The second step requires consideration of the risk of an erroneous deprivation of such interest through the procedures used. Under the circumstances of this case, there is a risk of an erroneous deprivation of Mr. Domingue's monetary interest because of the lack of procedural due process. We agree with Mr. Domingue that the obligation of paying the car note and car insurance on behalf of Ms. Bodin during the pendency of the divorce proceeding constitutes interim spousal support and, as Mr. Domingue accurately pointed out, neither of the parties pled for interim spousal support. Thus, it is evident that Mr. Domingue did not receive proper notice apprising him of Ms. Bodin's request for interim spousal support. Rather, Mr. Domingue was first made aware of his obligation to pay for these expenses through the trial court's judgment where the trial court adopted the recommendations made by the hearing officer. Yet, the hearing officer's recommendations, suggesting that Mr. Domingue should be the party responsible for the payment on the car note and car insurance, are not supported by the record because they do not contain a copy of Ms. Bodin's request for interim spousal support. Accordingly, the hearing officer went beyond the pleadings. Furthermore, in wholly conclusory fashion, the Hearing Officer Conference Order refers back to 659*659 the trial court judgment by adding the language: "in addition to and in conjunction to the April 16, 2007 order" signed by the trial judge. However, neither the trial court judgment nor the Hearing Officer Conference Order make explicit reference to interim spousal support. To the contrary, the Hearing Officer Conference Order only addressed: support, child support, policy of health and hospitalization on Jacob, tax dependency exception on behalf of Mr. Domingue, a preliminary injunction against both, Mr. Domingue and Ms. Bodin, and equal division of court costs. Therefore, Mr. Domingue never received notice regarding the claims pending against him. Without proper notice, he was deprived of presenting an objection to these claims.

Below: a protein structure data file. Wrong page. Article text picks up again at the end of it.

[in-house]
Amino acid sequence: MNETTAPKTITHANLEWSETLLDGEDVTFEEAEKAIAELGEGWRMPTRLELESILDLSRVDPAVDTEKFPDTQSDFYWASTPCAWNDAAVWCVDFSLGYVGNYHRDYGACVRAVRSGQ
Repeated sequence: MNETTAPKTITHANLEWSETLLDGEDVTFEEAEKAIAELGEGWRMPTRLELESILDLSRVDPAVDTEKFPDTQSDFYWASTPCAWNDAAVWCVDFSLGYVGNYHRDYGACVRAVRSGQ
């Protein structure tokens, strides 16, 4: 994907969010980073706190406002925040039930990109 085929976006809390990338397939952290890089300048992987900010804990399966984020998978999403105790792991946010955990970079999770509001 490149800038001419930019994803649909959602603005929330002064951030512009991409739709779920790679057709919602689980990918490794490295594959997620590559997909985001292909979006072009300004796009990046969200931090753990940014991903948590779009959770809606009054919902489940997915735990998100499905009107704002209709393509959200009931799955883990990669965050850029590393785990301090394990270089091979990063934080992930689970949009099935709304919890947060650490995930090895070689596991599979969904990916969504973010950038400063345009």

The third and last step in the balancing process is the government's interest, that includes the function and fiscal and administrative burdens that the additional or substitute procedural requirement would entail. Here, it is undisputed that the government has a substantial interest in making sure that the person left in a necessitous financial condition in a divorce proceeding is taken care of financially during the pendency of the proceeding. However, this interest has to be balanced vis-a-vis the private interests and rights of the parties involved.

In this case, Mr. Domingue's right to due process of law was violated by the lack of procedural safeguards afforded to him, such as a reasonable notice. Although we are not disregarding the possibility of the administrative and financial burdens that notifying Mr. Domingue of Ms. Bodin's request may pose upon the trial court, these burdens are minimal compared to the private interest involved here. On the whole, "[t]he Due Process Clause is intended to curb governmental abuse of power over the people it governs..." Saenz v. Heldenfels Bros., Inc., 98-40902, 183 F.3d 389, 391 (5th Cir.1999) (citation omitted). Here, it is readily evident that the trial court overreached its authority by exposing Mr. Domingue to the possible deprivation of his monetary interest without due process of law by requiring Mr. Domingue to pay the car note and car insurance for Ms. Bodin by neither notifying him of such request nor providing him with his day in court by affording him a hearing in which he could voice his objections.

IV.

CONCLUSION

For the foregoing reasons, we find that the trial court exceeded its authority by considering issues beyond the pleadings. The trial court also violated Mr. Domingue's right to due process of law by not giving him reasonable notice, apprising him of Ms. Bodin's request for interim spousal support. Accordingly, we reverse the judgement of the trial court.

REVERSED.

AMY, J., Concurs in the Result.